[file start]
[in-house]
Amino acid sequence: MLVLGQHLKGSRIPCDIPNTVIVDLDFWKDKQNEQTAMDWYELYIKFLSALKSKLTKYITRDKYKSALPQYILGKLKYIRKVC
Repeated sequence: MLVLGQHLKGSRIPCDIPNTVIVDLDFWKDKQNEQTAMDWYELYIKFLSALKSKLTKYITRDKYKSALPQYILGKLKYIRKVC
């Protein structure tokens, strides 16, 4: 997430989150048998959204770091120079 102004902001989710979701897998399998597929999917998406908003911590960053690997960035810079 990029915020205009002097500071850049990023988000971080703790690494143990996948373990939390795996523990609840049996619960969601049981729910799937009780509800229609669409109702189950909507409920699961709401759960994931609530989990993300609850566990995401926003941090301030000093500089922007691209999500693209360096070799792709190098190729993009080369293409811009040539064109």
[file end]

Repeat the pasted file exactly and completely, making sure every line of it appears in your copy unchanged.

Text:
[in-house]
Amino acid sequence: MLVLGQHLKGSRIPCDIPNTVIVDLDFWKDKQNEQTAMDWYELYIKFLSALKSKLTKYITRDKYKSALPQYILGKLKYIRKVC
Repeated sequence: MLVLGQHLKGSRIPCDIPNTVIVDLDFWKDKQNEQTAMDWYELYIKFLSALKSKLTKYITRDKYKSALPQYILGKLKYIRKVC
């Protein structure tokens, strides 16, 4: 997430989150048998959204770091120079 102004902001989710979701897998399998597929999917998406908003911590960053690997960035810079 990029915020205009002097500071850049990023988000971080703790690494143990996948373990939390795996523990609840049996619960969601049981729910799937009780509800229609669409109702189950909507409920699961709401759960994931609530989990993300609850566990995401926003941090301030000093500089922007691209999500693209360096070799792709190098190729993009080369293409811009040539064109």